• Motor make
  • Model number
  • Serial number
  • Part number
  • Part description

The dealer can check their records to see if your information is self-consistent before you spend your money. Even within a given model year, the same part may have two or more part numbers, depending on the motor’s serial number. For example, if you were to order a flywheel key for a “1959 Mercury 15”, you’d stand a 50% chance of getting the wrong part, unless you provided the essential information listed above.

Beyond that, you’re kind of on your own. Or are you? If you’re serious about fixing and enjoying your old outboard, you should seriously consider joining the Antique Outboard Motor Club. Members of AOMCI routinely help each other find parts, and some members acquire and sell parts as a hobby.

However, AOMCI has never been, nor does it try to be a parts supermarket for the rest of the world. AOMCI is a not-for-profit club dedicated to the restoration and preservation of old outboard motors. The club provides the connection that helps folks stay in touch with each other, and it schedules events at which they can convene to buy, sell, and swap merchandise. Join the club, make a few friends, exchange some information, and good things will come your way.

How do I repair my old outboard?

If you want to do the job right, nothing can substitute for the service manual. By your having the manual, questions can be answered before you even think to ask them. But of course, the manual doesn’t always tell the whole story. Service manuals are often geared to a level above the average do-it-yourself mechanic, and familiarity with outboards in general will help in interpreting details of the manual.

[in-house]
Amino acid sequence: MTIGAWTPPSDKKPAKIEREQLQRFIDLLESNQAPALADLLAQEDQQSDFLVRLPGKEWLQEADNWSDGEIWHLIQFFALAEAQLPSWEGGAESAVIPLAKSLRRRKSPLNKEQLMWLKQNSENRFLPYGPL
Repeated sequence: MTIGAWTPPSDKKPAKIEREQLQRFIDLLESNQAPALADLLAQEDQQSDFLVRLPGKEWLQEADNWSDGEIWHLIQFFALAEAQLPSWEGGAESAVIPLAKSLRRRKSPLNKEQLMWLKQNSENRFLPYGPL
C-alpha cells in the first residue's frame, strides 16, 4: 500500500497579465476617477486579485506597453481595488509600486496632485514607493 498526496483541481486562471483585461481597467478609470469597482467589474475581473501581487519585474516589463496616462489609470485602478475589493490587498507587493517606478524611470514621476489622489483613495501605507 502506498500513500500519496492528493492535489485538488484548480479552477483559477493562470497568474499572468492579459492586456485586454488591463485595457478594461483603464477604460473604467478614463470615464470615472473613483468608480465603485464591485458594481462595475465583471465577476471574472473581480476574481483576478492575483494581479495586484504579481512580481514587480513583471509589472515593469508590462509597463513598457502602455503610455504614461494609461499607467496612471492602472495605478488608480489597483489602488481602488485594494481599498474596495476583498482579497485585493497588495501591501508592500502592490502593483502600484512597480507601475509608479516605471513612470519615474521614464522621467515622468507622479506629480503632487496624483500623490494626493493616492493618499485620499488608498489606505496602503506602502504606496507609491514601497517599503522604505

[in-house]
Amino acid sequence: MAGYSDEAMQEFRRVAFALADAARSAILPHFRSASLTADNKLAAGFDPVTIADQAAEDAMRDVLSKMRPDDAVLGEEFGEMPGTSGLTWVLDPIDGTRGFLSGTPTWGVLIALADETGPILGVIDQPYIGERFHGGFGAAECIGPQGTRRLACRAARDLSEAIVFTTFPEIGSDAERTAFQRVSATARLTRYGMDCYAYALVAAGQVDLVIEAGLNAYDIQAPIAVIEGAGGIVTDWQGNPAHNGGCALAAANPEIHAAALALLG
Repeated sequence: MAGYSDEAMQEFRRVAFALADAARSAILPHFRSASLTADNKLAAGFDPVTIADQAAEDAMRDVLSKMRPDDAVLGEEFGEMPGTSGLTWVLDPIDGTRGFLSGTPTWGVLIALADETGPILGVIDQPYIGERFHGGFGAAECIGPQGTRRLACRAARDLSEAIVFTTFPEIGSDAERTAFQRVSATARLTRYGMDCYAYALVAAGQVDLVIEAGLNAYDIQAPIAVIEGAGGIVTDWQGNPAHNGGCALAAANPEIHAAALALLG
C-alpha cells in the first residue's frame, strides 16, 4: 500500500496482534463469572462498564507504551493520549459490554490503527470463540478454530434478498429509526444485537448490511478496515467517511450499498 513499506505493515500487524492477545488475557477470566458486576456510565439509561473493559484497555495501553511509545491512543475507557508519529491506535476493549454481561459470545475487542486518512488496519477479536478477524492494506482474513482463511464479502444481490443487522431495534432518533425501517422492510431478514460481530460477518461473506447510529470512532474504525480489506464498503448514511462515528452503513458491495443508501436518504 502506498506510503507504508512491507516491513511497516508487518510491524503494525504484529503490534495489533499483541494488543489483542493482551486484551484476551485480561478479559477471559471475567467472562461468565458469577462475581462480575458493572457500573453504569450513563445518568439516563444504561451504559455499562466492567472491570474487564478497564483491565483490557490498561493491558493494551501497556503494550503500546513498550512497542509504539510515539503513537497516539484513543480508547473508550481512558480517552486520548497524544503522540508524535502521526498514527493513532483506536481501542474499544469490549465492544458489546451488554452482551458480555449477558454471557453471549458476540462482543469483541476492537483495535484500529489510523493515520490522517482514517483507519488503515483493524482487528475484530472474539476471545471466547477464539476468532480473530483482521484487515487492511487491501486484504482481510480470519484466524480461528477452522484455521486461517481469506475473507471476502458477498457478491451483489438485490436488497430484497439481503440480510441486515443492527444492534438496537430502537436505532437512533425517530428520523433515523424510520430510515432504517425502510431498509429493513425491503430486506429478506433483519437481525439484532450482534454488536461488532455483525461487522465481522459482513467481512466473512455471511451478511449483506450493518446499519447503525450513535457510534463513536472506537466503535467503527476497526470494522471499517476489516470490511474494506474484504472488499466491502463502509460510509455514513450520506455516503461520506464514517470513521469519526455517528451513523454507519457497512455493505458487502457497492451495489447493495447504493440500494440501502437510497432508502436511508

Major outboard models are covered in repair manuals from Ken Cook Co., Clymers, Seloc, Intertec, and others, generally available from your local outboard dealer or online. The dealer can also sell you or tell you where to get a genuine repair manual from the manufacturer. Such a manual might be slightly more expensive, but it will generally be more complete than the “one size fits all” aftermarket manual, since it is geared towards the dealer’s service department and not the do-it-yourselfer. Mercury sells one manual that covers all its motors 1965 and older, and other manuals for newer models. OMC has outsourced printing of all publications covering motors 1979 and older to Ken Cook Co.

Since the repair manuals are often general in nature, we also recommend that you get a parts manual for your exact model, so that you can know for sure if you’ve got everything there. The AOMCI web pages contain links to online sources for Mercury and OMC manuals, with others being added as they become available.

As we said before, the manual doesn’t always tell you everything. Some of the tricks of the trade are not written in any official repair manual. Join the Antique Outboard Motor Club, and you will see that some of these tricks are documented in AOMCI’s magazine The Antique Outboarder  and in the Club forums accessed via this website.

Other tricks are strictly word of mouth till someone takes the time to write them down. Chances are good that several folks have performed the same repair you’re investigating, and they’ll have some words of wisdom to impart. But the key here is that you have to ask around, not just post your question to a faceless bulletin board, but interact with the people who have done it before. When you join AOMCI, that’s just what you’ll be able to do.